Flood, Flow and Flux: Climate variability and effects of the Kafue River regulation on pastoralism in Namwala District, Zambia

Shepande Kalapula, Liberty Mweemba

Rusangu University, School of Science and Technology, Department of Geography and Environmental Science, P.O Box 660391, Monze, Zambia

University of Zambia, School of Education, Department of Languages and Social     Sciences Education, Environmental Education Unit, P.O Box, 32379, Lusaka, Zambia

Accepted 28 November, 2017.

Citation: Kalapula S, Mweemba L (2017). Flood, Flow and Flux: Climate variability and effects of the Kafue River regulation on pastoralism in Namwala District, Zambia. Journal of Agricultural Economics and Rural Development, 3(3): 307-325.

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Copyright: © 2017 Kalapula and Mweemba. This is an open-access article distributed under the terms of the Creative Commons Attribution License, which permits unrestricted use, distribution, and reproduction in any medium, provided the original author and source are cited.

Abstract

Governing common property resources for pastoralism in floodplains is a challenge. The case of the Kafue Flats in Southern Zambia in Namwala District illustrates how pastoralists have developed multiple resilience strategies to climate variability and altered flooding, flow and flux of the Kafue River between two dams. Accordingly, population in cattle have increased from 123,016 in 2010 to 123,738 in 2011, 128,898 in 2012 to 132,797 in 2013, and 135,306 in 2014 to 139,945 in 2015 and 145, 445 in 2016. This increase has reduced the area available for grazing per cow with respect to access to water and pasture. Compounded by droughts and increase in cattle numbers, the hectarage per cow has continued to decline from 3.8, 2.6 to 1.9 and 3.7, 2.4 to 1.7 in 2005 and 2017 in the Flats, lagoons and dry land respectively. This means that the Kafue Flats is prone to overgrazing in view of combined increased floodplain agriculture, successive droughts and increase in cattle numbers. Thus, due to lack of an enabling legal environment that protect pasture in common floodplains as well as pastoralists’ productive assets and livelihoods, climate variability and altered Kafue River flow has threatened the resilience and management of common property resources in Namwala. Grazing and cropping patterns have changed dramatically and flood-dependent livelihoods are threatened. Thus, this study re-conceptualizes the Kafue Flats as a dynamic ecotone ecosystem, one in which new rules for Kafue River governance can sustain pastoralism into a vital economic, ecological and energetic sector.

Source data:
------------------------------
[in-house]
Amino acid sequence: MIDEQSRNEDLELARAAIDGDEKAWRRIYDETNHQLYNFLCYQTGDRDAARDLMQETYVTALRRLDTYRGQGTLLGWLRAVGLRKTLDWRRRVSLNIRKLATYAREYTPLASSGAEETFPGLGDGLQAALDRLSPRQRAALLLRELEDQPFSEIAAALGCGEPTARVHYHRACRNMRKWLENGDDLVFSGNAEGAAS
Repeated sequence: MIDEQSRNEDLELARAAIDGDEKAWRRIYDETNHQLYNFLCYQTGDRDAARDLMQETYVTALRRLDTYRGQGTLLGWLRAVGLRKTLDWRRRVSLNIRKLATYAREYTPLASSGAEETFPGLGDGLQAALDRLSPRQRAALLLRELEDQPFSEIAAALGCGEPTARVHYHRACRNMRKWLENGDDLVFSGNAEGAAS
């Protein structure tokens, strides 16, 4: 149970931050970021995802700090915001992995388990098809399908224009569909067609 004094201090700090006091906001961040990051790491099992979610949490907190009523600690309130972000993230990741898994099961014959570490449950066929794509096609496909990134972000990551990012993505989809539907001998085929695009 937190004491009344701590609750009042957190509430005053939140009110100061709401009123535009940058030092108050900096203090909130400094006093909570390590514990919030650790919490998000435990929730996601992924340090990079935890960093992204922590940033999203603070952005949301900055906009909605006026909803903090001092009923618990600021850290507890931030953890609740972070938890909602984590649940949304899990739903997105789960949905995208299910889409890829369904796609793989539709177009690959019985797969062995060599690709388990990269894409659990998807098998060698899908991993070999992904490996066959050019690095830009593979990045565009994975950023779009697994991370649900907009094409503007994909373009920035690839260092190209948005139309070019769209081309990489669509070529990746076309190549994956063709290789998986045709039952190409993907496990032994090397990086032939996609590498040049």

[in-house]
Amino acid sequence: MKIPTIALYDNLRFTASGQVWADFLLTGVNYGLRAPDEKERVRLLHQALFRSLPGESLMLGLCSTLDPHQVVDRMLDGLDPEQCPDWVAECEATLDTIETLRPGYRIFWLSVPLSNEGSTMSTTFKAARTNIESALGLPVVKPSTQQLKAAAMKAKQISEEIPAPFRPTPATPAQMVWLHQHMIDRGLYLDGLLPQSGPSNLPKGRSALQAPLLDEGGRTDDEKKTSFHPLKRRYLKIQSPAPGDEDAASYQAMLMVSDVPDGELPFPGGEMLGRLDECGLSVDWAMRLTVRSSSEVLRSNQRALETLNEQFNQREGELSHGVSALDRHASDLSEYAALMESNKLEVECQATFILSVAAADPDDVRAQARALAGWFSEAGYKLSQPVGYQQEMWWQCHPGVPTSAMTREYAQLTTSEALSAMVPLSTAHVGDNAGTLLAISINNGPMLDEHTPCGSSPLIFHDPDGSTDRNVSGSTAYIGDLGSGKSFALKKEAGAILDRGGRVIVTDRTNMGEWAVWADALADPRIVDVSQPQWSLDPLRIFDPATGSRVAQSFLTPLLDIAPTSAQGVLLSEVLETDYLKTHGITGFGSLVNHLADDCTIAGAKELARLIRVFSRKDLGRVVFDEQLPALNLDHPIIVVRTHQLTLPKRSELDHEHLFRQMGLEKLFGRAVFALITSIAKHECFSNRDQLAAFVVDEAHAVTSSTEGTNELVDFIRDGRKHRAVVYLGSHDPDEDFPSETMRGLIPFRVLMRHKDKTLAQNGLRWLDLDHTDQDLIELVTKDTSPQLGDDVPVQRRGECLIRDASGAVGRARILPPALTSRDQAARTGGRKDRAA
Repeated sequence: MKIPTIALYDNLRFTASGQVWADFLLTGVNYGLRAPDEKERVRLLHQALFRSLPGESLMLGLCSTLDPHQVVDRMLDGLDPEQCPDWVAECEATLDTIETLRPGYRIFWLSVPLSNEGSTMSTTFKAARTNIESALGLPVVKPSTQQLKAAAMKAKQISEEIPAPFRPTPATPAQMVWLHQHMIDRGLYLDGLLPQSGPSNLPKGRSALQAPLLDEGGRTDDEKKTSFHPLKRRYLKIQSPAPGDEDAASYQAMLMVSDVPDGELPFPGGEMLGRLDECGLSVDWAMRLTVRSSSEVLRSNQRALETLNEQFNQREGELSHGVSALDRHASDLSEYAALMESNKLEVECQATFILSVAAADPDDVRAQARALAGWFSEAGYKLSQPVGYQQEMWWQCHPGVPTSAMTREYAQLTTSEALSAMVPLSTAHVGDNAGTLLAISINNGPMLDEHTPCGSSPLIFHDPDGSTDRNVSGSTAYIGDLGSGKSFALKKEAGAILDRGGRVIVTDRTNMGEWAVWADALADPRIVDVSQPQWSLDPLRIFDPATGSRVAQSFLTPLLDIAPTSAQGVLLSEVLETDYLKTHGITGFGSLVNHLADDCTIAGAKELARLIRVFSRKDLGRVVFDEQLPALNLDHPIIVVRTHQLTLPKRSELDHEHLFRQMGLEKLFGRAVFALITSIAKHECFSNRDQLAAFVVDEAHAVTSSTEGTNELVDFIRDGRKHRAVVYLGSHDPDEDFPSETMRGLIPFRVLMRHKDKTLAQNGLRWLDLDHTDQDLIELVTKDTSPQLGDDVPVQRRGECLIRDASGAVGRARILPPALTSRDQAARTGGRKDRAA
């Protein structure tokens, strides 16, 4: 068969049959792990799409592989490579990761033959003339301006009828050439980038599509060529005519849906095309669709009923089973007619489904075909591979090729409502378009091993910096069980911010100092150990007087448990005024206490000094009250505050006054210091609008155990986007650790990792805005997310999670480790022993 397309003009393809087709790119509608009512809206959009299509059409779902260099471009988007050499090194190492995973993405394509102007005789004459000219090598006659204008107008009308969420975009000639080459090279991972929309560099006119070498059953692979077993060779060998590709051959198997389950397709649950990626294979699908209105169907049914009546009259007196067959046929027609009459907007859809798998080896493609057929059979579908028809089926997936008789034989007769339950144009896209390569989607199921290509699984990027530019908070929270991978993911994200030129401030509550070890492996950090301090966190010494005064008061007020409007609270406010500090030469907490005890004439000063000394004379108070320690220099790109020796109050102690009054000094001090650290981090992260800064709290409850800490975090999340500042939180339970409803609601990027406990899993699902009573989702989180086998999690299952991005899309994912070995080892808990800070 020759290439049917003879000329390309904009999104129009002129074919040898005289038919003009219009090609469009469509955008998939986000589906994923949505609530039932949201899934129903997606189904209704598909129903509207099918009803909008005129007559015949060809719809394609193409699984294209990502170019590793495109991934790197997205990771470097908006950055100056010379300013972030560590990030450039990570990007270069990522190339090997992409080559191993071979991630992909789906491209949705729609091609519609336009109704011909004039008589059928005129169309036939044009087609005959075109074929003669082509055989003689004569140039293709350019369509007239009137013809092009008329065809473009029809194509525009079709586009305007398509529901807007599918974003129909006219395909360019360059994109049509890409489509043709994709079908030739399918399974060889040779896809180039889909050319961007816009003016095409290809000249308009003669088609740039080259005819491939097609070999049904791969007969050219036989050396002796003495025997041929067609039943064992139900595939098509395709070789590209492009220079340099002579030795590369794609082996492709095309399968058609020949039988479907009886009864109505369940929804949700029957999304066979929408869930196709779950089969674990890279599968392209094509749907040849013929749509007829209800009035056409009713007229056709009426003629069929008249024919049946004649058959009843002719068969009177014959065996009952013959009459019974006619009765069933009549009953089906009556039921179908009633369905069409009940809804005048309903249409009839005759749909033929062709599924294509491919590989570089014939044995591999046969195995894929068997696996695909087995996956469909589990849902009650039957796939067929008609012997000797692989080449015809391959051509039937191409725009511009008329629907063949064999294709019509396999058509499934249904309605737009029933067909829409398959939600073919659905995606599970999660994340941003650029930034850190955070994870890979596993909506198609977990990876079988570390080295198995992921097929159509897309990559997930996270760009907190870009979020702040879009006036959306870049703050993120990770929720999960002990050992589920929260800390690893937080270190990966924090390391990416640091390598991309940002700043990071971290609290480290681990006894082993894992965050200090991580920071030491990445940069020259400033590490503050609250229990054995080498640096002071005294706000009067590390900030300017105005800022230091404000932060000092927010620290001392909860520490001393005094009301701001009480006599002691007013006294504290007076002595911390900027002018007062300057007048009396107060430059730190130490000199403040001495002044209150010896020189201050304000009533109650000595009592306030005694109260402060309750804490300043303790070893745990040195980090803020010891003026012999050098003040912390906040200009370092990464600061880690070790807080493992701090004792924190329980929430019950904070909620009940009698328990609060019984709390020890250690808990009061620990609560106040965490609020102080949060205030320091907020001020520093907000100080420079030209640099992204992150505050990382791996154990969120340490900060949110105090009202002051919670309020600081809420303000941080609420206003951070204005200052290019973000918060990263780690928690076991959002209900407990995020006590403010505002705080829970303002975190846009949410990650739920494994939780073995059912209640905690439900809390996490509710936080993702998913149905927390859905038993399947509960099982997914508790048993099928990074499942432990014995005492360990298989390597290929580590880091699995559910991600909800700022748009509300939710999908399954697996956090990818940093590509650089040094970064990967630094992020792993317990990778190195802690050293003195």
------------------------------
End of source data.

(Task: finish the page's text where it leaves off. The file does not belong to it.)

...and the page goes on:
Keywords: Climate variability, Floods, Flow, Flux, Kafue Flats, Namwala, Pastoralists